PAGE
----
While there are countless different methods to record live music, the principles of recording are universally similar. Recording live music is, to a degree, dependent on what gear is available, and unless you have your own gear, what’s available will vary from venue to venue. But if we take a broad look at the main principles and ways of recording live, then you can fine tune these skills to any recording set-up.
Recording live music can be very tricky because there are always many variables in place, and you only have one chance to get the best recording. But if you’re able to capture a live performance effectively, it’s one of the most useful and effective practices a band can do. Having live recordings are helpful in booking subsequent shows, and live recordings can be sold as a cheaper and easier alternative to a studio album.
Prepare Thoroughly in Advance
The key to ensuring that your live recording is successful is to be adequately prepared beforehand. Many of the difficulties encountered in the recording process can be prevented by being thorough in a sound check and doing your research before the day of the show. It’s important to know all of the gear that the venue has available to use, and whether or not they will have a house engineer who will be helping with the audio for the performance.
If there is a house engineer, he should have all information regarding the setup and use of the house equipment. This will make the set-up for recording easy. If there isn’t a house engineer, then you must be prepared going into the show. Check in advance what gear is available, being sure to check small items such as cables, adapters, and other seldom considered items. If the venue doesn’t have enough of these available, then you must provide your own, being sure to have extras in case of equipment failure.
Know the Equipment
It is also helpful to have a general understanding of the operation of all equipment and house gear that the venue uses. Countless hours can be wasted trying to fiddle around with gear, when a quick review of the operation manual beforehand could prevent this.
If the venue does not have the means to record and they only have a PA system, then you will need to bring your own means of recording. There are many different systems available to record music from a live show—most of them are surprisingly easy to use, so long as the audio is already run through a house system.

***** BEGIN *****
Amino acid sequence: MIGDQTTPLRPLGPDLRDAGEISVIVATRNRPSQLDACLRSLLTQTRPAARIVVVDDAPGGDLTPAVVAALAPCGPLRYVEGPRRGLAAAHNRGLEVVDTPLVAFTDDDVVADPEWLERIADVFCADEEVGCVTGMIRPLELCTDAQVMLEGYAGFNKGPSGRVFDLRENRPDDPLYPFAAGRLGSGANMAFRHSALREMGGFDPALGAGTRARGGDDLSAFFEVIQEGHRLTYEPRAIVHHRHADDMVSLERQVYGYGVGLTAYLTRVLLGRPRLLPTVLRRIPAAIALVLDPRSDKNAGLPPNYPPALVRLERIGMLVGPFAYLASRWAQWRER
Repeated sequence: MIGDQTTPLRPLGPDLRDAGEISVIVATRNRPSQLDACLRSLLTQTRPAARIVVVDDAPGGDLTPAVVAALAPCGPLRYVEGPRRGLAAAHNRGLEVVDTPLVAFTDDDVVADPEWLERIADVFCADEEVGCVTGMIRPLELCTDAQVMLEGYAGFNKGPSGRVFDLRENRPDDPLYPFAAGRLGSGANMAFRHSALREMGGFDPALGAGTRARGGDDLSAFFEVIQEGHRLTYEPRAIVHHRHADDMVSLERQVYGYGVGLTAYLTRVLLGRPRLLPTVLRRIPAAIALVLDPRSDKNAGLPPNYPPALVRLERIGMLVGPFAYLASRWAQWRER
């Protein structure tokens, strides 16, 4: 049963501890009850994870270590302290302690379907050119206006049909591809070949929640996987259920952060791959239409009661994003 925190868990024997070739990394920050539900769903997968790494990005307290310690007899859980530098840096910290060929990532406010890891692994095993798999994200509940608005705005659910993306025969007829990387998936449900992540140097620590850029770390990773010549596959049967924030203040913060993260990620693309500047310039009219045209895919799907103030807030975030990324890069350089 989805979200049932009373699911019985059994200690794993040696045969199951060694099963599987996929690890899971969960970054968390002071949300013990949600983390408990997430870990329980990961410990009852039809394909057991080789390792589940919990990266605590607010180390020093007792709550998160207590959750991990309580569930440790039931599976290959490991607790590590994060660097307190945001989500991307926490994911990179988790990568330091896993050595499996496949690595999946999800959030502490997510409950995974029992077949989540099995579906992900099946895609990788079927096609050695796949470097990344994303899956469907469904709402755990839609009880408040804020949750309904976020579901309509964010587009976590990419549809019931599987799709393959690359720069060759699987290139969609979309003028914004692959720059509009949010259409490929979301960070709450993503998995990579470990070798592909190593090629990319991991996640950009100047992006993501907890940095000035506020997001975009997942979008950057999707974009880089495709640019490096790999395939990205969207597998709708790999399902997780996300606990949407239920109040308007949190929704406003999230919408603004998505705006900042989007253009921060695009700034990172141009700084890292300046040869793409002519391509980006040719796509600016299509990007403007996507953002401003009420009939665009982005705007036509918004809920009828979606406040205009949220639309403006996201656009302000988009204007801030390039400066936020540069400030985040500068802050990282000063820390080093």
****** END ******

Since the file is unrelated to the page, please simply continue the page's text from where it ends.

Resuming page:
Essentially, to record, all you have to do is split the audio from the house soundboard, and run it into an audio recording device. The audio should already be mixed for the live sound, however, because of the room’s acoustics, this might translate differently in the venue itself from the recording. If this is the case, it might be helpful to listen to the performance through headphones, and find the balance between what sounds best for the venue and what sounds best for the recording. Alternatively, it is possible to adjust the mixing of the recording after the fact, if you are able to record individual tracks from the house console. This will depend on what gear you have available.
Recording with a DAW
The simplest and most practical setup for live recording is, simply, a laptop with a Digital Audio Workstation (DAW) such as Pro Tools. Most versions of Pro Tools, and their respective audio interfaces, only allow a couple of inputs. If you are recording a full band, this will limit your ability to mix the recording after the performance, however it is a very simple, high-quality, and effective means of getting a live recording. In its simplest form, it’s as easy as splitting the audio from the soundboard, inputting it to the DAW, and pressing record at the beginning of the show. If you’d like more versatility, options, and a higher-quality product, then you can bring your own soundboard with a number of channels.